Hong Kong judge, wife jailed

By Teddy Ng (China Daily)
Updated: 2007-01-27 07:34

HONG KONG: Retired High Court judge Miles Henry Jackson-Lipkin and his barrister wife Lucille Fung Yung-shim were sentenced to 11 months in prison on Friday for welfare fraud.

In handing down the sentence, Kowloon City Magistracy chief magistrate Patrick Li said a deterrent sentence was needed as similar offences were on the rise.

"Their conduct deprives the system of resources to assist those in genuine need," he said.

Jackson-Lipkin, 82, and Fung, 81, defrauded the Social Welfare Department (SWD) of HK$101,344 in welfare payments between 2003 and 2005.

They were also given a public housing flat. The pair had not disclosed their assets in bank accounts and stock shares totaling between HK$1.5 million and HK$2 million, and a flat in Vancouver.

Jackson-Lipkin was appointed a High Court judge 1981 and retired in 1987. The couple applied for welfare in 2003, citing investment loss and lack of support from their children as reasons.

Li said the couple had shown little remorse. They had contested the charges, but the evidence was overwhelming.

Li also turned down the couple's request to be released on bail pending an appeal.

The SWD investigation found that the pair flew twice to Beijing and three times to London, with one trip in business class, that cost more than HK$50,000 while receiving social security.

They possess an American Express Platinum Card, which charges HK$5,000 in annual fees.

The couple also spent an average of HK$1,000 a week at the American Club and lunch with friends at the up-market Luk Yu Teahouse in Central. Their credit card bills were settled promptly.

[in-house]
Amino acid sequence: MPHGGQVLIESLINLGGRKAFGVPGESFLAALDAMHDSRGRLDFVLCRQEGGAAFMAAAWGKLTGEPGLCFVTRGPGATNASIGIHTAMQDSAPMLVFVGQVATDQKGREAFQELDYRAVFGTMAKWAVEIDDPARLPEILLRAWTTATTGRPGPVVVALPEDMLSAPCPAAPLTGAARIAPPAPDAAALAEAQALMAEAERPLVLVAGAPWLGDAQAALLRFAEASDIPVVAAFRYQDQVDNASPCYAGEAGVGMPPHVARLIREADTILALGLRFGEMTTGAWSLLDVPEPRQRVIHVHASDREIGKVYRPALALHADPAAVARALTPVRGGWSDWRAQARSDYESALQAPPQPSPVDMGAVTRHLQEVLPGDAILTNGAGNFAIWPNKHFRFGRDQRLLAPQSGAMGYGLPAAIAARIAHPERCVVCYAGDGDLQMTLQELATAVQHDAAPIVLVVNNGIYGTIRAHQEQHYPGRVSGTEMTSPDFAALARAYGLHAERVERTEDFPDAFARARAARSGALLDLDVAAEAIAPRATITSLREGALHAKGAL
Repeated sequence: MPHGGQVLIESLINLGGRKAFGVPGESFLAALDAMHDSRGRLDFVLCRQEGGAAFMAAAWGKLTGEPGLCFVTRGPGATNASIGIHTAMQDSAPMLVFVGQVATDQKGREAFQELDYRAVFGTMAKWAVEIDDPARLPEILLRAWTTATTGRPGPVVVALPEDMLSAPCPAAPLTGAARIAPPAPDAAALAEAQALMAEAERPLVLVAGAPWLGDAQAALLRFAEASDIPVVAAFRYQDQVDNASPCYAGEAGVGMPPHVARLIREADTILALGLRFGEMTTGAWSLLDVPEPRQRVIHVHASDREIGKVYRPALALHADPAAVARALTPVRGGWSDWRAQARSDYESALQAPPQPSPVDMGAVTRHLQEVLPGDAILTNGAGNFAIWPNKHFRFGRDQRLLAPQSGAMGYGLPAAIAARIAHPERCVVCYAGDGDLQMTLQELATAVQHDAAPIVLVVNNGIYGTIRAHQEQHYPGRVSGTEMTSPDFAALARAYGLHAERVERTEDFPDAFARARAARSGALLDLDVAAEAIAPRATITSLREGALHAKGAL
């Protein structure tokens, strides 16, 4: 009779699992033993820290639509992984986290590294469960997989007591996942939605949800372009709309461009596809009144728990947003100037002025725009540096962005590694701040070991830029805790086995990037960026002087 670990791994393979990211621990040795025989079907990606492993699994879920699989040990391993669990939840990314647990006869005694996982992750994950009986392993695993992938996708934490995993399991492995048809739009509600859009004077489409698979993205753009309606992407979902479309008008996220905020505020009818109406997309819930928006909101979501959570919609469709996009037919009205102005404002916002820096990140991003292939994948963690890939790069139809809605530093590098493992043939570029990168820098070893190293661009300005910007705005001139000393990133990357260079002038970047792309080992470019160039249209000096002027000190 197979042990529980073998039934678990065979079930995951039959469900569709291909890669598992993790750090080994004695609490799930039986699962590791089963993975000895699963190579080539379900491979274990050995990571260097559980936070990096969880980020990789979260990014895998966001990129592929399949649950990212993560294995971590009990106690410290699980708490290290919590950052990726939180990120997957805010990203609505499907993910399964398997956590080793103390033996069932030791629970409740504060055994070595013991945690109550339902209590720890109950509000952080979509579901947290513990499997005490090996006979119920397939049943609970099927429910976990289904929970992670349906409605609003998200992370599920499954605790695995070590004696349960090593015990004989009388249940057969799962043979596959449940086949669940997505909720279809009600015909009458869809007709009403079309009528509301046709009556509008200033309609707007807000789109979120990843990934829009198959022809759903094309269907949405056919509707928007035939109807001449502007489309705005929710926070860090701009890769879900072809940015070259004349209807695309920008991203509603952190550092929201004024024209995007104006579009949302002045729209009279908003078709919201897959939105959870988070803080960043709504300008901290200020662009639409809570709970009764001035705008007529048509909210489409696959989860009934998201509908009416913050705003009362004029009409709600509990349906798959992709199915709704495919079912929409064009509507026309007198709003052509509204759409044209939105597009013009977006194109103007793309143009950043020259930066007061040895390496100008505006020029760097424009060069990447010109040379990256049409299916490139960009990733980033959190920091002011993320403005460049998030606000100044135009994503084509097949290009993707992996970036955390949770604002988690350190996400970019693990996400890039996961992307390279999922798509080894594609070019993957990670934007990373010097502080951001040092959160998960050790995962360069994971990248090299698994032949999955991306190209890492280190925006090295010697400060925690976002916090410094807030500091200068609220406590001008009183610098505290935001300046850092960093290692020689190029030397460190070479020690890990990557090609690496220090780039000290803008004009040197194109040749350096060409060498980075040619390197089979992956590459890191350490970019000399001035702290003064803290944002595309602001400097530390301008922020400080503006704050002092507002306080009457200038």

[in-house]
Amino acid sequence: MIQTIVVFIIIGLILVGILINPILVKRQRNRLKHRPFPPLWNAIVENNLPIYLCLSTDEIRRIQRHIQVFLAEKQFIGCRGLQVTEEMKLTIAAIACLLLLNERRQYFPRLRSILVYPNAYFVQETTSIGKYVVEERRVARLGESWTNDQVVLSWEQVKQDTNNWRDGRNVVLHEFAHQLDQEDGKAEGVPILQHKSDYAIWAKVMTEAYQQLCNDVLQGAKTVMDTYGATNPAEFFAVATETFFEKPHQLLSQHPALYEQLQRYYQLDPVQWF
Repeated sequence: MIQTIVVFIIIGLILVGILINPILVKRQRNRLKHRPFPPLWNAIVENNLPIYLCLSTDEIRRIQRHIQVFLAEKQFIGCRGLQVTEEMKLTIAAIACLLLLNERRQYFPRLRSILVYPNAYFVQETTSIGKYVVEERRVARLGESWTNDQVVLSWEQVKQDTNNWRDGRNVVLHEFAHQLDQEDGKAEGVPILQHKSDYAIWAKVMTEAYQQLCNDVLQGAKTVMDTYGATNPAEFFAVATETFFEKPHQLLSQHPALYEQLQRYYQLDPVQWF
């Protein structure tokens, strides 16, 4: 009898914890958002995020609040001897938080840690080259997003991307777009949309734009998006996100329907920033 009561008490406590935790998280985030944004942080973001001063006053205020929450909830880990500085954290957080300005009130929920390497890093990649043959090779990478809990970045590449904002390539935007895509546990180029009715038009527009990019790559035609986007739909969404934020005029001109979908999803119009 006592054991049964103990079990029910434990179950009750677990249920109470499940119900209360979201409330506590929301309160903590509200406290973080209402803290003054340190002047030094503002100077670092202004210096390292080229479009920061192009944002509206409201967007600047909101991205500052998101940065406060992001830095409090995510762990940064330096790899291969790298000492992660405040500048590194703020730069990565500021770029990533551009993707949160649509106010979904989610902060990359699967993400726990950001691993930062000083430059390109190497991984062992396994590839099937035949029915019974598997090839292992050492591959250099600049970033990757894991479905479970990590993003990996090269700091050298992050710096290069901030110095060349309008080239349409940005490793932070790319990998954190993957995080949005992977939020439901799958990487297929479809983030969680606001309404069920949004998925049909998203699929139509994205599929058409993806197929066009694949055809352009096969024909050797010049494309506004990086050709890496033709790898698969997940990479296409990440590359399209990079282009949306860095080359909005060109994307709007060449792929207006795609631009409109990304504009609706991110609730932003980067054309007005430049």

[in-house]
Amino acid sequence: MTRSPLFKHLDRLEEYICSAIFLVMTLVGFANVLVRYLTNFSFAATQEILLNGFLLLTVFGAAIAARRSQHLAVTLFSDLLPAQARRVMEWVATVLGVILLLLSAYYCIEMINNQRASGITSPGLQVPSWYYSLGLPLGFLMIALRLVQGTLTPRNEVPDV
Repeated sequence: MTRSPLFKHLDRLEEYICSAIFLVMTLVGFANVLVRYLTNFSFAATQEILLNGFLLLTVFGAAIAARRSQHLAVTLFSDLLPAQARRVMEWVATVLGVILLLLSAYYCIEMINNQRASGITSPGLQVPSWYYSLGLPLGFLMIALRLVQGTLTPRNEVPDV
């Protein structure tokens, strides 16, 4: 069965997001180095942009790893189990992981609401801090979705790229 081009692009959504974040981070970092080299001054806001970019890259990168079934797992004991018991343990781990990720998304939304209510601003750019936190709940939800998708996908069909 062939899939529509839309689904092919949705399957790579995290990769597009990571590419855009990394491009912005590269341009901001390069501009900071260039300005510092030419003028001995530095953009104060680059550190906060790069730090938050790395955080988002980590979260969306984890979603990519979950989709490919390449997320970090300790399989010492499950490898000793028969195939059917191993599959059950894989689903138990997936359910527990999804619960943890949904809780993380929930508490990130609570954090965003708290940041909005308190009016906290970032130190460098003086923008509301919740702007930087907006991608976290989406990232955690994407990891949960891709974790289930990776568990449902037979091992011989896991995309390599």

The court had also heard that Fung had purchased Hang Seng Bank stocks after applying for welfare.

The couple moved into a public housing flat in 2005, even though it was given to them in August 2004. They had spent more than HK$100,000 on renovation, including a marble floor.

Defense lawyer, senior counsel Wong Ching-yue, said in mitigation, that Fung suffers from asthma and osteoporosis, and the couple's life in prison would be difficult because of their advanced age.

"They'll have absolutely nothing to look forward to for the rest of their lives," he said.

Wong also presented four mitigation letters, with one signed by 12 people including former Court of Appeal vice-president Gerald Godfrey.

But Li said he had already considered the humiliation the couple might suffer in prison.

The number of welfare fraud cases had increased from 22 in the financial year 2000/2001 to 133 in 2006/2007.

A spokesman for SWD welcomed the sentence, saying it deterred the abuse of welfare.($1=HK$7.8)

(China Daily 01/27/2007 page3)

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